Money doesn’t Grow on Christmas Trees: How to Budget Christmas Spending

There is nothing like a big, red 40 percent off sale sign, an exhaustingly joyous Christmas tune and a tinge of freedom due to the upcoming Christmas break to make college students overspend their hard-earned cash on Christmas presents. If one doesn’t have a closet full of Bath & Body Works products and a rack full of neck ties, then one cannot be prepared for the season. Most college students are known for being broke and procrastinating on Christmas shopping, so they don’t normally fit in this category. After the last shards of Christmas decorations are put away, a wave of regret crashes over many student minds with thoughts like, “Why did I spend so much on Christmas only to be penniless for the rest of the year?” We are all going to have to show up to at least half a dozen Christmas parties with white elephant gifts and an armload of wrapped goodies on the big day, so there has to be a way to keep the holiday cheer of giving up and the overspending low.

It seems that a current flow of expensive gifting for college students is taking effect more and more each year. With this generation being known as the digital age many presents on the top of Christmas list are electronical gadgets. According to, four out of six of the top picks for college students are electronic and expensive. Some of those being the $400 Anki DRIVE race game, the $99 3Doodle 3D printing pen, and the $97 FitnessORB fitness tracker. Thus the gift-giving hits hard on parents and is nearly impossible for many students.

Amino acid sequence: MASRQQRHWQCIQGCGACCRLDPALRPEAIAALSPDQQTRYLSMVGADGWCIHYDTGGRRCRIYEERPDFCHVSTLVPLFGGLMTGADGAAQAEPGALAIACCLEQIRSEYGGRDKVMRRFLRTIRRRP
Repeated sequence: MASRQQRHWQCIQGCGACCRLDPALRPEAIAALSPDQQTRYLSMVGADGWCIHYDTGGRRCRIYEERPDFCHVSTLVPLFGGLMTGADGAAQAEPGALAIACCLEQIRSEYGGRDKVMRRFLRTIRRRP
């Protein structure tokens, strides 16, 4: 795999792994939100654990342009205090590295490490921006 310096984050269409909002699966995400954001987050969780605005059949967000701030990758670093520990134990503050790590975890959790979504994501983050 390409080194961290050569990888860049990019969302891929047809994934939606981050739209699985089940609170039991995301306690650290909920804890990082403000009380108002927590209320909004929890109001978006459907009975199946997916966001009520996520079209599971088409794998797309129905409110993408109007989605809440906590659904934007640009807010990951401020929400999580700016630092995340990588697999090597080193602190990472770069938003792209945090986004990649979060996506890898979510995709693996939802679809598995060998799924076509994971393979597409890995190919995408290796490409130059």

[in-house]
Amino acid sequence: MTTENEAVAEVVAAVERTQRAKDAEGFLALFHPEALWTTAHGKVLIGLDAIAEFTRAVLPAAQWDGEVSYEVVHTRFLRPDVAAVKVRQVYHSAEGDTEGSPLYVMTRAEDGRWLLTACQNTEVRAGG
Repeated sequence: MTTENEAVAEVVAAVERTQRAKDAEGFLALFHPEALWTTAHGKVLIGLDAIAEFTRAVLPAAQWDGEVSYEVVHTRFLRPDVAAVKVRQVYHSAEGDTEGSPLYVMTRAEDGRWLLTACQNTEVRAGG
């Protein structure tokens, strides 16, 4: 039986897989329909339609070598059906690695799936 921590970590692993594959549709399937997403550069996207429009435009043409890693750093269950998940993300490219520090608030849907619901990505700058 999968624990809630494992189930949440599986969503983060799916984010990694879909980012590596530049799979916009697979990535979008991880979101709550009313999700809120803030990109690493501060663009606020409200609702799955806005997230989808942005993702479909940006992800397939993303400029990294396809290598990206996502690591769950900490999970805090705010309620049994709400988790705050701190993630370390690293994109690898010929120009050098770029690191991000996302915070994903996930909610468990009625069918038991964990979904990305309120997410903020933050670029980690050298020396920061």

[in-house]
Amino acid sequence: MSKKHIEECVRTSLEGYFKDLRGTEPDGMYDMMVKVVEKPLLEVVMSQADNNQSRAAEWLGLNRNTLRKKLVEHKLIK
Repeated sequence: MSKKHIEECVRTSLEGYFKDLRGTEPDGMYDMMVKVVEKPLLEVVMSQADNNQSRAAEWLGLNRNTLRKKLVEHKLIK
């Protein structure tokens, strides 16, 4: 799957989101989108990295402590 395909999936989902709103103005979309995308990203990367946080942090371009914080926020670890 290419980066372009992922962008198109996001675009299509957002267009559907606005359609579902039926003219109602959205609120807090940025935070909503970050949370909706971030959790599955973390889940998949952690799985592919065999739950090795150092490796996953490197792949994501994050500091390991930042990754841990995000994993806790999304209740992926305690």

According to, 59 percent of college students are in debt, with an average amount of $26,250 by the time they graduate. An article titled “Holiday Spending Tips to Prevent Overspending” on said that students are spending an average of $749.51 on gifts, decorations and other seasonal items during Christmas time. Research conducted for this article using Tyler Junior College and University of Texas at Tyler revealed that most students buy an average of eight to 10 gifts for Christmas. The study showed that students tend to splurge a little on gifts if they know they are getting something their loved one would really like. English sophomore at TJC MiKayla Yancy budgets and splurges a little too. “I usually have a set budget for each person but if I end up spending less on someone, I might splurge and get a slightly better gift for someone else,” Yancy said. Instead of paying high dollars on gifts, there are tips and tricks to keeping more money in the bank, the same amount of presents under the tree, and less penny-pinching once the holidays end.

For those not interested in large group settings and being social, one can bypass the in store shopping and purchase their gifts online. An article called “Holiday Shopping Tips for Students on a Budget” on suggests this idea since buying in a shopping mall increases the tendency to buy impulsively, whereas online purchasing can be handled with one click of the mouse. With stores like Target and Best Buy, shoppers can get free shipping without any minimum amount spent on a purchase.